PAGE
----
A Scandinavian Connection to File Sharing

Ever heard of The Pirate Bay? If you’re around my age, chances are, you probably have. The Pirate Bay (aka TPB) is a huge file sharing site (started in Sweden–that’s the connection to Scandinavia! And now the rest of my post will choose to ignore that completely) where anyone could find and download free music and other files. There are many other similar file sharing sites where people can upload and download media. The big question is: is illegal downloading okay? Also, is restricting what people can post on the Internet infringing on our right to privacy and free speech?

Anyone who knows me knows that I love music more than I love most other things in life. I take pride in introducing my friends to lesser-known artists, and I love making music playlists for my best friends. Sorry, sorry, but I love the Seth Cohen music/OC/mixtape thing 🙂

Any exposure I can get to new music is great, and the more I listen to, the more songs and artists I find that I enjoy. I’ve used various methods to find music throughout the years. When I was younger, I listened to the radio, and then with Pandora and the introduction of Internet radio, my horizons expanded. I also began reading magazines that highlighted new music, like Paste and Nylon. I subscribed to eMusic, which carried the catalogs of more obscure artists (and has since gotten rights to more mainstream labels). Basically, I have been obsessed with music since I had my first cassette tape/radio player, and while this love has been on-going, it has also been evolving.

So what if all music on the Internet was free?? How amazing would that be? Pretty amazing, I think. And I really don’t believe that future is too far off.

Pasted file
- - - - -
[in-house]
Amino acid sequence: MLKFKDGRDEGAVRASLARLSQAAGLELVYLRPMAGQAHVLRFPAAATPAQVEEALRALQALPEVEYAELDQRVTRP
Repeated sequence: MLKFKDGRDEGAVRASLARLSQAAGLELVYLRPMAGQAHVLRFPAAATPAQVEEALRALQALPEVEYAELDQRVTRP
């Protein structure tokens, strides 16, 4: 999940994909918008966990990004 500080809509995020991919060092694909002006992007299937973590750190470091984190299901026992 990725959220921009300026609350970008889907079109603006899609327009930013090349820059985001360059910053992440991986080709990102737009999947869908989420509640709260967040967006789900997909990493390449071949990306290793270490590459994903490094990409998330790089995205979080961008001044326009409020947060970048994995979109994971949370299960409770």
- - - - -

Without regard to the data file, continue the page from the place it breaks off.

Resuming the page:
To be completely honest, I wouldn’t feel all that bad not paying $10 for Rihanna’s new CD. She seems to be doing just fine. Big artists like her don’t need money from little people like us. But what about the lesser known artists? Well, thank you for asking. I actually really care that new and up-and-coming artists can make it, because otherwise what would I listen to? T-Swift? Nej, tak. I believe that even if Internet music was all free and legal, struggling artists could still be pretty unaffected.

There is a great little website called Noisetrade that I believe is such an awesome idea. On Noisetrade, you can download songs, compilations, and even full albums completely legally and completely for free! This site, and similar ones, introduces people to musicians they may not otherwise hear about… and then downloaders can choose to tip the artists for their free music! That way, the musicians can still be making money. Alternately, artists can post music on their websites and ask for contributions. Chances are, the only people who may choose to download for free (without tipping) are the ones who wouldn’t pay for the music in the first place. The people who enjoy the music and want to support the musicians can still do so by paying! So the bands and individuals still make money, and people have access to so much more music! Win-win!

If that isn’t convincing enough, with free Internet radio (I previously mentioned Pandora, but there are so many others… I’m looking at you, Spotify…) people no longer need to pay to listen to music anyway! So come on, music is a right, not a privilege!


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